The Veterans Affairs Department has an ambitious long-term outlook for how it might dramatically expand the medical services it delivers to veterans through telehealth. As of now though, many of those plans are technically illegal because of state-by-state medical licensing requirements, and the department says that needs to change.
VA is already regarded as a national leader in telemedicine. It spent $1.2 billion last year, up from $500 million in 2013, for a total of 2 million clinical encounters between veterans whose doctors were at distant locations. Overall, about 12 percent of the Veterans Health Administration’s enrolled patients got at least some portion of their treatment through telehealth.
But the department says it wants to do a lot more.
Most of its current services connect a doctor at one VA facility with a patient at another one. That’s perfectly legal, as long as the doctor has an unrestricted license in at least one state. But the rules are different if the patient is not on federal property — say, at his or her home, or at a private-sector medical clinic. In that case, the VA clinician would have to be licensed in the state where the patient happens to be sitting.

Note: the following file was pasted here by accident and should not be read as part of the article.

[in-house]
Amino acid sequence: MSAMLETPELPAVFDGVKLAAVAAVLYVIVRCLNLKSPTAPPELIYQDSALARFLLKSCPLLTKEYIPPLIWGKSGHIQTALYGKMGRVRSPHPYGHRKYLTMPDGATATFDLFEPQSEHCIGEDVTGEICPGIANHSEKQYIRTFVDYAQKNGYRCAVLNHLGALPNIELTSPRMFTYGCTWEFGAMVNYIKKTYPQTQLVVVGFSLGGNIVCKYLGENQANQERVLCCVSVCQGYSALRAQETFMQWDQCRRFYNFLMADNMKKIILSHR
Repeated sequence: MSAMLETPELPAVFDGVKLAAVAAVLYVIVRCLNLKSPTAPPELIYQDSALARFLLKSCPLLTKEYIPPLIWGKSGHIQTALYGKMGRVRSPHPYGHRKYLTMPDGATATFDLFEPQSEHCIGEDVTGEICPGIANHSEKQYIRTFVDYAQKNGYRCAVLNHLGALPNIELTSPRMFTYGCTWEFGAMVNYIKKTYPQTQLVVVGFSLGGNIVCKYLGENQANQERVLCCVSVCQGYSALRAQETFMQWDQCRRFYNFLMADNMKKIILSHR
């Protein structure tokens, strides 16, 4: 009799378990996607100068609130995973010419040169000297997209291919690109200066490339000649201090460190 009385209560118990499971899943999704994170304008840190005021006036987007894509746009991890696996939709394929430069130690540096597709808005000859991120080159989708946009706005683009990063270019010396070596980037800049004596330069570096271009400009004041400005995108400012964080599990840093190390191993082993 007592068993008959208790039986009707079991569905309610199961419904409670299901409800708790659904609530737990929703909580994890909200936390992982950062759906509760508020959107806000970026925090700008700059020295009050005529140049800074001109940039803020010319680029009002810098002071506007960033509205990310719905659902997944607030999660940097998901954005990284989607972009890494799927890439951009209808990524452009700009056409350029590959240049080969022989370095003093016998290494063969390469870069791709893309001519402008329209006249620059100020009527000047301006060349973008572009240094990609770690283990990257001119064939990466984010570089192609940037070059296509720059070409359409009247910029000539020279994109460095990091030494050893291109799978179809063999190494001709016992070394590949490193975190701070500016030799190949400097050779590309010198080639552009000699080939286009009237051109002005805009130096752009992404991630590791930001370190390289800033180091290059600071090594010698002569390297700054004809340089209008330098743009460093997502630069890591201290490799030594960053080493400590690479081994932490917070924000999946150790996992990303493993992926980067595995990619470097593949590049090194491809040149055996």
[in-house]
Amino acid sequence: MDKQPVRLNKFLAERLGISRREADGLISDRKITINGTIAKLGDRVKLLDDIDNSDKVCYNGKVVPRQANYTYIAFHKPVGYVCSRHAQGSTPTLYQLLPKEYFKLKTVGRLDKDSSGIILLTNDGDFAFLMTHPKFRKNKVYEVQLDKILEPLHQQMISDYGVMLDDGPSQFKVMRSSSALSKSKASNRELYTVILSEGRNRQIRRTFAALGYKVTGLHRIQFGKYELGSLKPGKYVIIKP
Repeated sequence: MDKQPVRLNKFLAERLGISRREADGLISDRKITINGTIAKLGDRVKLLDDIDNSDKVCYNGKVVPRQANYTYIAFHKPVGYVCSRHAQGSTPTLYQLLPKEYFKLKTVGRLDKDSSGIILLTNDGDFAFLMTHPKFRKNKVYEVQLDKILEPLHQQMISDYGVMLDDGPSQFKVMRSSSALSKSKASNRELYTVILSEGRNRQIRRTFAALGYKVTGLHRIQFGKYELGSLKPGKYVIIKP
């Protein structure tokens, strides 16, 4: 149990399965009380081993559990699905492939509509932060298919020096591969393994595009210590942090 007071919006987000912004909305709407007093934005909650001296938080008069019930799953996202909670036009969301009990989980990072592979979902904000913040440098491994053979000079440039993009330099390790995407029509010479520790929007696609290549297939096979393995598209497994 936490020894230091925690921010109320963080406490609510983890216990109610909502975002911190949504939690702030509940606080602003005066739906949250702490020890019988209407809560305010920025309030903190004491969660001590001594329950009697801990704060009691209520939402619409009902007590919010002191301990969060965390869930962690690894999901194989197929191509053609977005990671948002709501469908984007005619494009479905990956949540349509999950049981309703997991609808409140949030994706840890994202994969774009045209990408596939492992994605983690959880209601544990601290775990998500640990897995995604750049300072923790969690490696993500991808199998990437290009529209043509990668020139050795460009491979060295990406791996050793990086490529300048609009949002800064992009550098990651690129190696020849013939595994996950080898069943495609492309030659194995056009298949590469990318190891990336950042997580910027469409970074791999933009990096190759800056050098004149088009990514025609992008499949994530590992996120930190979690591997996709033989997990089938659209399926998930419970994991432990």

“Legislation is really critical to realize our vision,” Dr. Kevin Galpin, the executive director of telehealth services in the Veterans Health Administration, told the Senate Appropriations Committee. “We really need to be authorized to deliver care to a veteran in any location: libraries, post offices or academic sites, or any private site where a veteran can come for care.”
Specifically, VA wants Congress to invoke the Constitution’s supremacy clause to override state licensing laws, making clear that, at least in the case of VA, doctors don’t need to be licensed in the same state where they’re practicing.
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The department says the change would have major implications for how the VA runs its medical system at the local, regional and national levels, but perhaps the biggest impact would be in smaller, more rural communities where veterans need specialized care that’s not available through private providers, or where it’s very hard for VA to recruit its own medical staff. The department has about 45,000 vacancies, most of them in health care operations.